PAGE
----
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” In January ’15, Carine Meulders, one of the project partners of N.O.W., invited me to give a lecture on artistic research and its processes, during the first official meeting of the group. A year later, Agnès Henry, the director of Extrapole, which initiated and led N.O.W., asked me to join the working group in Antwerp (BE) in April ’16 in order to lead a workshop that would contribute to the clarification and elaboration of the group’s research process and aims.
Following that workshop, I was invited to accompany the project for the rest of its duration in order to curate and lead a series of workshops in the frame of LABS #1 and #2, as these were defined in the project’s description. In other words, what was asked from me was to design a research path for the group, through which it would explore its main concerns, questions and interests by co-creating a ground on which these could be further worked.
( … ) Despite the different methods used in each of the two laboratories, my core methodology has been a very similar one for both of them: to balance individual voices with the group voice and make sure that there is sufficient space given to both of them; to create a common ground and the shared conditions that would encourage all involved agents to circulate ideas and materials with which to work further; to work among many, instead of accumulating disparate inputs that would stay disconnected and unable to move the research process forward; to reveal possible tensions and differences present in the group and work with them as potentialities that assist the elaboration of the research process. It is such aims that informed the tasks and processes involved in both cases. And it is similar aims that also inform the writing process that follows, in an attempt for this text to act less as a ‘report’ and more as a ‘re-enactment’ of what took place in all the spaces we met in the course of two years in different countries in Europe.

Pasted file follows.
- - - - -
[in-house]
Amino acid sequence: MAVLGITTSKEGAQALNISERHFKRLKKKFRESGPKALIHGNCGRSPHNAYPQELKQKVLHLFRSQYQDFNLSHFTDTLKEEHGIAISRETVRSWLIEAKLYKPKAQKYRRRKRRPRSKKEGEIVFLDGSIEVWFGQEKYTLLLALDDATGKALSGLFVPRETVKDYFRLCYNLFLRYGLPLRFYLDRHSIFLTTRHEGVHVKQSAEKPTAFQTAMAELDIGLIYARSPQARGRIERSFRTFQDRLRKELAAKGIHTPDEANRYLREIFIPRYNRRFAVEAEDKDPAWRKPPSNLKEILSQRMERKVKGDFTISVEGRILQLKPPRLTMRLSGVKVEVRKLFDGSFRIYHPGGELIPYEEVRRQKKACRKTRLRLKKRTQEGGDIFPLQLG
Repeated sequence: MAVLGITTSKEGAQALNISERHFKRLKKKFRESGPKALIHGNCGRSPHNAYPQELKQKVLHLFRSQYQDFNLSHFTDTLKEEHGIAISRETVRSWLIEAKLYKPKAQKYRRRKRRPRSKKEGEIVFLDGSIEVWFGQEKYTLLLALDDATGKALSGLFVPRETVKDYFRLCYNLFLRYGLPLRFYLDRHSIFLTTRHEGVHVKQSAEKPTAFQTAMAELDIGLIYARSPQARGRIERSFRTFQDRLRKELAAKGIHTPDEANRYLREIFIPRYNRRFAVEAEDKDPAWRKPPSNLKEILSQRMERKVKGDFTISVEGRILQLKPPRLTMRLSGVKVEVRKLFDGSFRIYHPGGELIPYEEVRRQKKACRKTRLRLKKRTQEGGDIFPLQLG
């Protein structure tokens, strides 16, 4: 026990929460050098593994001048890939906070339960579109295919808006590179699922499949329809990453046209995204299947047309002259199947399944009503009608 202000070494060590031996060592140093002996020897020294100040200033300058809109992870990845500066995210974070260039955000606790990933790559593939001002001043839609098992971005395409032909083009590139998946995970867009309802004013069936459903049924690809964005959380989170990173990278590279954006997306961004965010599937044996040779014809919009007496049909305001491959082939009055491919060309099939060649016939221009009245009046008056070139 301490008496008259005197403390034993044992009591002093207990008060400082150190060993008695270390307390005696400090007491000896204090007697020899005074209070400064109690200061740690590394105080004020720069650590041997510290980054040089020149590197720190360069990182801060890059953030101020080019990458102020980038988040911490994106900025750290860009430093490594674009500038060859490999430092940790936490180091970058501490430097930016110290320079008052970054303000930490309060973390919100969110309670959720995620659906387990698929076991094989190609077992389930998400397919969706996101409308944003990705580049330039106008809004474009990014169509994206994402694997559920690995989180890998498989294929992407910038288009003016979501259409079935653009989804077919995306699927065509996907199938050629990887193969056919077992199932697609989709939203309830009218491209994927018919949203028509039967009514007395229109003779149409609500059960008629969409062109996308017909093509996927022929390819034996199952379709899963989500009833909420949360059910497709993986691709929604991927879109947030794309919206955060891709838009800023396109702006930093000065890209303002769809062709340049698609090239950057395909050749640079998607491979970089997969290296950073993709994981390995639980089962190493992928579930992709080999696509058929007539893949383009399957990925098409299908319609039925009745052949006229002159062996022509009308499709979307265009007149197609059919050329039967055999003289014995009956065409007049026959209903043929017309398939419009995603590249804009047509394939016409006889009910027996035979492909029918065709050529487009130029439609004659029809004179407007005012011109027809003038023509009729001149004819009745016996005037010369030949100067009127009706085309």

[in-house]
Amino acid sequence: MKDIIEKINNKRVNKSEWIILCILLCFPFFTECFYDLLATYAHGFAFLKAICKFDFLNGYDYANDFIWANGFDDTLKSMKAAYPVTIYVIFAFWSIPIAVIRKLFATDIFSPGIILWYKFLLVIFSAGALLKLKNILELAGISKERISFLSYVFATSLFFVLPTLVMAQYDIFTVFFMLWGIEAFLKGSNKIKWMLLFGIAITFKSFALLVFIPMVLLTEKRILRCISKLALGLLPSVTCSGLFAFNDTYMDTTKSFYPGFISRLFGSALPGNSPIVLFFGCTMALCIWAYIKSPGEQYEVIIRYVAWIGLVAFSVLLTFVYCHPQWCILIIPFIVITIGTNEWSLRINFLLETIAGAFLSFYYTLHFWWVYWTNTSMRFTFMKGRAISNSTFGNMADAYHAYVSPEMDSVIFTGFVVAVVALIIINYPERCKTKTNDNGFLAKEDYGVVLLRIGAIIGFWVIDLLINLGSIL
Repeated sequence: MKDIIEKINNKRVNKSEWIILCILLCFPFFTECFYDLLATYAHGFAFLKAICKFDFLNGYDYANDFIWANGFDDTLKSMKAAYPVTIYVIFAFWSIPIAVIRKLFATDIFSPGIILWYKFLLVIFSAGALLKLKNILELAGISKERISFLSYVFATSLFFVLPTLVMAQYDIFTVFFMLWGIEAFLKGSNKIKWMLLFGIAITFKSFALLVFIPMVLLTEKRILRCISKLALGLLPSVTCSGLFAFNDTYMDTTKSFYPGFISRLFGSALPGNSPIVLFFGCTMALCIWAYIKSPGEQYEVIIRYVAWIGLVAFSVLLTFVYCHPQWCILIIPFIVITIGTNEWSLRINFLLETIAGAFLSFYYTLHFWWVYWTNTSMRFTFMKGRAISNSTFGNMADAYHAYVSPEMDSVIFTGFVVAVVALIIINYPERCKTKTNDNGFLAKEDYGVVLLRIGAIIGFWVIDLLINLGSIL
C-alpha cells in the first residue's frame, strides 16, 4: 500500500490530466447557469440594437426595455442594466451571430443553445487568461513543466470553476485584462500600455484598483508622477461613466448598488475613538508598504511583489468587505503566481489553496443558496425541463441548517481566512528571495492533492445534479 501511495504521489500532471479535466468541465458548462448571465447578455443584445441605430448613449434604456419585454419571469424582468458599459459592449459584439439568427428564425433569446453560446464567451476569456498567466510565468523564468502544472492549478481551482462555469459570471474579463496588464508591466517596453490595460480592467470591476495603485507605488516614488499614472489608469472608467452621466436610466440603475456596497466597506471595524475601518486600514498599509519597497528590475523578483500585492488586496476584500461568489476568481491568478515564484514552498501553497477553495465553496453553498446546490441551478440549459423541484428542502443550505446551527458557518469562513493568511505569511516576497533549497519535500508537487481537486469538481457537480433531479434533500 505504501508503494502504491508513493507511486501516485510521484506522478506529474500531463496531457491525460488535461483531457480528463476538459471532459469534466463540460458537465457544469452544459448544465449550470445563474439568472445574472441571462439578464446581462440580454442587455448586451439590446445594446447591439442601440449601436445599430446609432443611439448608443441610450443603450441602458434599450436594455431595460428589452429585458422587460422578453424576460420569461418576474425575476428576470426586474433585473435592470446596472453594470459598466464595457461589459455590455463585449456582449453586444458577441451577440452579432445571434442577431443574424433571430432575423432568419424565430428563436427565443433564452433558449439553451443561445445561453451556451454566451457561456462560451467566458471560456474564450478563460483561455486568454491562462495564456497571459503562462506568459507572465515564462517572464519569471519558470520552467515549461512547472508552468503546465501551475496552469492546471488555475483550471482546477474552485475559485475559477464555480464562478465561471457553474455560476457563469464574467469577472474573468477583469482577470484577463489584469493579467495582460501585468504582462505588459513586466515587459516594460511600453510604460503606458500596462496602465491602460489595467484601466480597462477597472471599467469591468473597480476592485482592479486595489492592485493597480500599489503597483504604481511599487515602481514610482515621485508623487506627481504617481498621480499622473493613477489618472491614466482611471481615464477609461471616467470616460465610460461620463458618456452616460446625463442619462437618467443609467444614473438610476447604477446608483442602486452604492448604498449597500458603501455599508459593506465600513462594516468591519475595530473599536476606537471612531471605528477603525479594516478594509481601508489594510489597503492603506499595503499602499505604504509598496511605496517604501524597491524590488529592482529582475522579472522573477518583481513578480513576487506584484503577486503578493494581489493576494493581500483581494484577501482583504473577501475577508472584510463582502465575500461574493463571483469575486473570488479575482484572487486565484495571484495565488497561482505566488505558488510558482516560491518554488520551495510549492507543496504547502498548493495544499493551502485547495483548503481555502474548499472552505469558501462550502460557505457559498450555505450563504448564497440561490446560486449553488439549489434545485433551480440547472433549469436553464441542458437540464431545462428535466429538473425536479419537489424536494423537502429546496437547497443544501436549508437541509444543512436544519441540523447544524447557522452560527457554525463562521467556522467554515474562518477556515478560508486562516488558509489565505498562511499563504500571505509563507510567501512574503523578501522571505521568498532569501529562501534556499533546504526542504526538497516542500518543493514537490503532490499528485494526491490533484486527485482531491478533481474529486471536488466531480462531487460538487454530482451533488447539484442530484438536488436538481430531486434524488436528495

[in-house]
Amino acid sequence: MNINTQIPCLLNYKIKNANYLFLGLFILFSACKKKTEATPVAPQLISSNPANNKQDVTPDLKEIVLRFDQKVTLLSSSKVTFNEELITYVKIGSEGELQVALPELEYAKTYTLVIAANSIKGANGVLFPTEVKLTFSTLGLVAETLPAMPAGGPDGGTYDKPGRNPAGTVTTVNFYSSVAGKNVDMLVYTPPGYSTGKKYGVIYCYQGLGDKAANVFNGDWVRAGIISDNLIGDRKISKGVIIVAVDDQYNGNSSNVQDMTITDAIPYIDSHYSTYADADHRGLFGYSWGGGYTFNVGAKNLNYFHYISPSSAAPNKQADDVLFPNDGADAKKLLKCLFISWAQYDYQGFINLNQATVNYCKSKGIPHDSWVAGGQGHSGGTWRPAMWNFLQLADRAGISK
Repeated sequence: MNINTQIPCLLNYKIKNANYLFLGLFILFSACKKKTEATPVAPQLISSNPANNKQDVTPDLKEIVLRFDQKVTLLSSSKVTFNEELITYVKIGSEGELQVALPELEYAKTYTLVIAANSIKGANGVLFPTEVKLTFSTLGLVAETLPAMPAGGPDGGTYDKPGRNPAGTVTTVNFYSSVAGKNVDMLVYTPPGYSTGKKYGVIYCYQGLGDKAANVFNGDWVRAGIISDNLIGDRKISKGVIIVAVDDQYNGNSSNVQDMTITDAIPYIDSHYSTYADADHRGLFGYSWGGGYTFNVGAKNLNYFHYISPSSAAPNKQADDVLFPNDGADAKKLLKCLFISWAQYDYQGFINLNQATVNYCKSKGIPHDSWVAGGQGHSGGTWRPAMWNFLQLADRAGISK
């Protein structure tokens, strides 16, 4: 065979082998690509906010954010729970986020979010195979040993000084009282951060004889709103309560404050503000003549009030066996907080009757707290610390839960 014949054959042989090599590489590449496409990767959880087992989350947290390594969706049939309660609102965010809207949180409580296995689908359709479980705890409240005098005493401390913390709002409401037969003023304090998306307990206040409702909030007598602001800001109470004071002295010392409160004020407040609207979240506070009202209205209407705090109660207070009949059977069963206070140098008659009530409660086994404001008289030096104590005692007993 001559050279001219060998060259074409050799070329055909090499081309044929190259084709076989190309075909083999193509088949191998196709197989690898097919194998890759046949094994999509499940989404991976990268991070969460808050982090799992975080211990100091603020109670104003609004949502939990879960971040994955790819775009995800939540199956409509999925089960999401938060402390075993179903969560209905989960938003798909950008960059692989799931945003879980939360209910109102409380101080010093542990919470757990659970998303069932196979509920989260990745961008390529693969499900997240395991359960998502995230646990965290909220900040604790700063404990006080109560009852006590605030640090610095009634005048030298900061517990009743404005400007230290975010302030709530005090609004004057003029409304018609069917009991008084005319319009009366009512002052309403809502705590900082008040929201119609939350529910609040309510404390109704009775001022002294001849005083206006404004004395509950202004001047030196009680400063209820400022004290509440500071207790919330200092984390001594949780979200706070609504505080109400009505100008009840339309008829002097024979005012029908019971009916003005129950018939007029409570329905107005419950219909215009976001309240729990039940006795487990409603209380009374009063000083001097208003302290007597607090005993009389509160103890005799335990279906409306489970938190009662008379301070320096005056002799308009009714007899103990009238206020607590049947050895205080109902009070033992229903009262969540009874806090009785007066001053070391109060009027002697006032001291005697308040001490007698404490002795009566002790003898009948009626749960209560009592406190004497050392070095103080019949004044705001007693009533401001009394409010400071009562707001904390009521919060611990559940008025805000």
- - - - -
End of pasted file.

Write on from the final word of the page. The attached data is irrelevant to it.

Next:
With the hope that it will manage to share with its readers some of the energy involved in N.O.W., ranging from insightfulness and generosity to frustration, tension and despair, as is often the case in research processes; and most importantly, with the hope that it will provide a useful document for the rest of the artistic sector and its current concerns and questions on a European level, I welcome you to this text. As is the case for all research projects I appreciate, my biggest wish for both N.O.W. and this report is for them to be seen less as ‘closed’, ‘fix’, ‘finished’ objects and more as triggers and starting points for yet more research processes to come.”
June-July 2017, Danae Theodoridou